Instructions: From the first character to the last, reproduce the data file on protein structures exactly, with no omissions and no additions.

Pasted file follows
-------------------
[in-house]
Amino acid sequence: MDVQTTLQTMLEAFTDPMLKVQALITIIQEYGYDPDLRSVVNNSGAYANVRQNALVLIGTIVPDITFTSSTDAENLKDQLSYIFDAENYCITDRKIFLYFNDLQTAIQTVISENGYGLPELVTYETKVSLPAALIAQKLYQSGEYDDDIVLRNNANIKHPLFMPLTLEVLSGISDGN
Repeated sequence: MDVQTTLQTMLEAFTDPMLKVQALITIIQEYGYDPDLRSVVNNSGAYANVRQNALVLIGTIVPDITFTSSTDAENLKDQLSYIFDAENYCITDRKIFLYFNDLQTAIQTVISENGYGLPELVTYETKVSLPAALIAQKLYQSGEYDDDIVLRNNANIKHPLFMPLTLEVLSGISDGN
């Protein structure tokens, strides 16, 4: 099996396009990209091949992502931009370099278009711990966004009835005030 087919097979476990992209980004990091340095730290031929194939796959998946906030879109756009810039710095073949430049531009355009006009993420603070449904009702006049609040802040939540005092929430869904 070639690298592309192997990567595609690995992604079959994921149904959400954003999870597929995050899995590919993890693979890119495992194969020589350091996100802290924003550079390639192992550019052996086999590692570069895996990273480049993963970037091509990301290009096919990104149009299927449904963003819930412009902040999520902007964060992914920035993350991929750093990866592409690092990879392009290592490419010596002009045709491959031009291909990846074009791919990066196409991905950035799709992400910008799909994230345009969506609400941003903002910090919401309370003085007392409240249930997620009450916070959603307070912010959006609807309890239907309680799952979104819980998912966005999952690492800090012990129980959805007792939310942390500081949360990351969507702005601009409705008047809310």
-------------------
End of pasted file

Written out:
[in-house]
Amino acid sequence: MDVQTTLQTMLEAFTDPMLKVQALITIIQEYGYDPDLRSVVNNSGAYANVRQNALVLIGTIVPDITFTSSTDAENLKDQLSYIFDAENYCITDRKIFLYFNDLQTAIQTVISENGYGLPELVTYETKVSLPAALIAQKLYQSGEYDDDIVLRNNANIKHPLFMPLTLEVLSGISDGN
Repeated sequence: MDVQTTLQTMLEAFTDPMLKVQALITIIQEYGYDPDLRSVVNNSGAYANVRQNALVLIGTIVPDITFTSSTDAENLKDQLSYIFDAENYCITDRKIFLYFNDLQTAIQTVISENGYGLPELVTYETKVSLPAALIAQKLYQSGEYDDDIVLRNNANIKHPLFMPLTLEVLSGISDGN
């Protein structure tokens, strides 16, 4: 099996396009990209091949992502931009370099278009711990966004009835005030 087919097979476990992209980004990091340095730290031929194939796959998946906030879109756009810039710095073949430049531009355009006009993420603070449904009702006049609040802040939540005092929430869904 070639690298592309192997990567595609690995992604079959994921149904959400954003999870597929995050899995590919993890693979890119495992194969020589350091996100802290924003550079390639192992550019052996086999590692570069895996990273480049993963970037091509990301290009096919990104149009299927449904963003819930412009902040999520902007964060992914920035993350991929750093990866592409690092990879392009290592490419010596002009045709491959031009291909990846074009791919990066196409991905950035799709992400910008799909994230345009969506609400941003903002910090919401309370003085007392409240249930997620009450916070959603307070912010959006609807309890239907309680799952979104819980998912966005999952690492800090012990129980959805007792939310942390500081949360990351969507702005601009409705008047809310």